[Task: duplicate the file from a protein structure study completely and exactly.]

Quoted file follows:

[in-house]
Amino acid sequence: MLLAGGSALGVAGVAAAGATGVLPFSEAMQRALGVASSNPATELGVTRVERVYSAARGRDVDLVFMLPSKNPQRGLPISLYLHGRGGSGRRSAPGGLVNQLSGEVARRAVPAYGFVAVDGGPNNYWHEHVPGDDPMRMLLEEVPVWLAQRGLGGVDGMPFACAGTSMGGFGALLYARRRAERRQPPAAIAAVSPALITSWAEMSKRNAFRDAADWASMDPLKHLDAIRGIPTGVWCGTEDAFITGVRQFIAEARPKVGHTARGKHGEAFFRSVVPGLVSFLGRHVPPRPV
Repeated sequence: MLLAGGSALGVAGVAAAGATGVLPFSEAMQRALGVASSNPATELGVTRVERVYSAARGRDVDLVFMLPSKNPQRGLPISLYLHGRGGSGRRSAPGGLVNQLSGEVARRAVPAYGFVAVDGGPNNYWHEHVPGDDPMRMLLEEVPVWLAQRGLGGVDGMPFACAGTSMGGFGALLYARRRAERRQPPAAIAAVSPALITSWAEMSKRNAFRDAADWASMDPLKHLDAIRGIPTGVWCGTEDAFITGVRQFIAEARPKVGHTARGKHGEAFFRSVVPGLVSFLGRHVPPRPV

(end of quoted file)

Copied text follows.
[in-house]
Amino acid sequence: MLLAGGSALGVAGVAAAGATGVLPFSEAMQRALGVASSNPATELGVTRVERVYSAARGRDVDLVFMLPSKNPQRGLPISLYLHGRGGSGRRSAPGGLVNQLSGEVARRAVPAYGFVAVDGGPNNYWHEHVPGDDPMRMLLEEVPVWLAQRGLGGVDGMPFACAGTSMGGFGALLYARRRAERRQPPAAIAAVSPALITSWAEMSKRNAFRDAADWASMDPLKHLDAIRGIPTGVWCGTEDAFITGVRQFIAEARPKVGHTARGKHGEAFFRSVVPGLVSFLGRHVPPRPV
Repeated sequence: MLLAGGSALGVAGVAAAGATGVLPFSEAMQRALGVASSNPATELGVTRVERVYSAARGRDVDLVFMLPSKNPQRGLPISLYLHGRGGSGRRSAPGGLVNQLSGEVARRAVPAYGFVAVDGGPNNYWHEHVPGDDPMRMLLEEVPVWLAQRGLGGVDGMPFACAGTSMGGFGALLYARRRAERRQPPAAIAAVSPALITSWAEMSKRNAFRDAADWASMDPLKHLDAIRGIPTGVWCGTEDAFITGVRQFIAEARPKVGHTARGKHGEAFFRSVVPGLVSFLGRHVPPRPV